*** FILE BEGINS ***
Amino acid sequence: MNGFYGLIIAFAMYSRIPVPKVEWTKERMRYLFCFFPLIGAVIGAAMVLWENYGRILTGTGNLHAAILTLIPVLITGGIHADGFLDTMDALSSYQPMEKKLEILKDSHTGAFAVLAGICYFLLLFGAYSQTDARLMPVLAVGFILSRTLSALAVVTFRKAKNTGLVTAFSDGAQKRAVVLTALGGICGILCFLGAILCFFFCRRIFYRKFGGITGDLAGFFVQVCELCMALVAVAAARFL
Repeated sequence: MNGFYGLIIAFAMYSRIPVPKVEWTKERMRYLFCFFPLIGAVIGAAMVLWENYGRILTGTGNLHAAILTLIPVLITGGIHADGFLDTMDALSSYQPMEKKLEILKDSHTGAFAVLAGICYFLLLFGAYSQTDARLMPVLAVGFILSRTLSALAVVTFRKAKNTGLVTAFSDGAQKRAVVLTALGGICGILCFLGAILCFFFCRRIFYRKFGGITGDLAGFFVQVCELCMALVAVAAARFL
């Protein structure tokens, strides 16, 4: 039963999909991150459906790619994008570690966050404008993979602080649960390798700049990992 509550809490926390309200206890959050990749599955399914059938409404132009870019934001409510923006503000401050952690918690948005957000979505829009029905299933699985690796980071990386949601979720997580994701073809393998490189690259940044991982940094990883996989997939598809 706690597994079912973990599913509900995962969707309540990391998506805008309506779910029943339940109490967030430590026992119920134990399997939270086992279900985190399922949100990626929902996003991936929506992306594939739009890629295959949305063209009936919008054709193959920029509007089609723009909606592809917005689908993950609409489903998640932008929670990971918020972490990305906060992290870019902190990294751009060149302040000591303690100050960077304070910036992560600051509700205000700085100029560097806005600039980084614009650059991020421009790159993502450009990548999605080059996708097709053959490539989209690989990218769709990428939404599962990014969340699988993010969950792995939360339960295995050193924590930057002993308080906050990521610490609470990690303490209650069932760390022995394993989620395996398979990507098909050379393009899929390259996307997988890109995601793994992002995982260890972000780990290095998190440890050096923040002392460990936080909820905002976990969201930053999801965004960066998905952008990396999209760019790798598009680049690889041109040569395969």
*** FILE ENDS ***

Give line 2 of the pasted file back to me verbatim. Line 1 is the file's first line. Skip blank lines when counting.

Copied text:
Repeated sequence: MNGFYGLIIAFAMYSRIPVPKVEWTKERMRYLFCFFPLIGAVIGAAMVLWENYGRILTGTGNLHAAILTLIPVLITGGIHADGFLDTMDALSSYQPMEKKLEILKDSHTGAFAVLAGICYFLLLFGAYSQTDARLMPVLAVGFILSRTLSALAVVTFRKAKNTGLVTAFSDGAQKRAVVLTALGGICGILCFLGAILCFFFCRRIFYRKFGGITGDLAGFFVQVCELCMALVAVAAARFL